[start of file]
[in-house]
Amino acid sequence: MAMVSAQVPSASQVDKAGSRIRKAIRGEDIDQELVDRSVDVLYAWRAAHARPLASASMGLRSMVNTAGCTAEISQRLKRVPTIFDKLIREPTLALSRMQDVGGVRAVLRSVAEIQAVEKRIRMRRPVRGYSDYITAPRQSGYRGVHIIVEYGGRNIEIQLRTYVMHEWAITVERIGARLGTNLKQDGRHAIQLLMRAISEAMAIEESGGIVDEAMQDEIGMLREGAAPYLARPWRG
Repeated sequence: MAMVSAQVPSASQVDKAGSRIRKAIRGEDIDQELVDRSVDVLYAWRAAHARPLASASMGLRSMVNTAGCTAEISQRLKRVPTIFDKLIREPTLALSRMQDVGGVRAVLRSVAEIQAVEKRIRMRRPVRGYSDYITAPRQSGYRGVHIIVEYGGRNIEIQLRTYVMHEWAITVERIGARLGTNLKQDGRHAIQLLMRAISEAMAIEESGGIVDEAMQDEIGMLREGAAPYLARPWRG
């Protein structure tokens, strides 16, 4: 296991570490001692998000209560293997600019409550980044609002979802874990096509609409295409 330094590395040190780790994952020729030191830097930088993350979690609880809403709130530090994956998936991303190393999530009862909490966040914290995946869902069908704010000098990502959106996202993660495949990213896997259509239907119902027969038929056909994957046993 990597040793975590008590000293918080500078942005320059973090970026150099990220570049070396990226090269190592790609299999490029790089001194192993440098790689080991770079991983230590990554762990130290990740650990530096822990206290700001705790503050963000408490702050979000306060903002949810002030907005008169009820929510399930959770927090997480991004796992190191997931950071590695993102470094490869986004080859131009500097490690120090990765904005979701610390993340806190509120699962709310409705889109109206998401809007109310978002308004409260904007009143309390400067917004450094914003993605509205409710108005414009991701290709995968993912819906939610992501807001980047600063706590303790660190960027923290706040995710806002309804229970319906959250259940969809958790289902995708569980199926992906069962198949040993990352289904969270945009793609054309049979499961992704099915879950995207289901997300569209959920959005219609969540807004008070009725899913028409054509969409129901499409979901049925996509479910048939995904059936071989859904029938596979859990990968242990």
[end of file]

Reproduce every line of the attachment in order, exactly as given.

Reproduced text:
[in-house]
Amino acid sequence: MAMVSAQVPSASQVDKAGSRIRKAIRGEDIDQELVDRSVDVLYAWRAAHARPLASASMGLRSMVNTAGCTAEISQRLKRVPTIFDKLIREPTLALSRMQDVGGVRAVLRSVAEIQAVEKRIRMRRPVRGYSDYITAPRQSGYRGVHIIVEYGGRNIEIQLRTYVMHEWAITVERIGARLGTNLKQDGRHAIQLLMRAISEAMAIEESGGIVDEAMQDEIGMLREGAAPYLARPWRG
Repeated sequence: MAMVSAQVPSASQVDKAGSRIRKAIRGEDIDQELVDRSVDVLYAWRAAHARPLASASMGLRSMVNTAGCTAEISQRLKRVPTIFDKLIREPTLALSRMQDVGGVRAVLRSVAEIQAVEKRIRMRRPVRGYSDYITAPRQSGYRGVHIIVEYGGRNIEIQLRTYVMHEWAITVERIGARLGTNLKQDGRHAIQLLMRAISEAMAIEESGGIVDEAMQDEIGMLREGAAPYLARPWRG
């Protein structure tokens, strides 16, 4: 296991570490001692998000209560293997600019409550980044609002979802874990096509609409295409 330094590395040190780790994952020729030191830097930088993350979690609880809403709130530090994956998936991303190393999530009862909490966040914290995946869902069908704010000098990502959106996202993660495949990213896997259509239907119902027969038929056909994957046993 990597040793975590008590000293918080500078942005320059973090970026150099990220570049070396990226090269190592790609299999490029790089001194192993440098790689080991770079991983230590990554762990130290990740650990530096822990206290700001705790503050963000408490702050979000306060903002949810002030907005008169009820929510399930959770927090997480991004796992190191997931950071590695993102470094490869986004080859131009500097490690120090990765904005979701610390993340806190509120699962709310409705889109109206998401809007109310978002308004409260904007009143309390400067917004450094914003993605509205409710108005414009991701290709995968993912819906939610992501807001980047600063706590303790660190960027923290706040995710806002309804229970319906959250259940969809958790289902995708569980199926992906069962198949040993990352289904969270945009793609054309049979499961992704099915879950995207289901997300569209959920959005219609969540807004008070009725899913028409054509969409129901499409979901049925996509479910048939995904059936071989859904029938596979859990990968242990």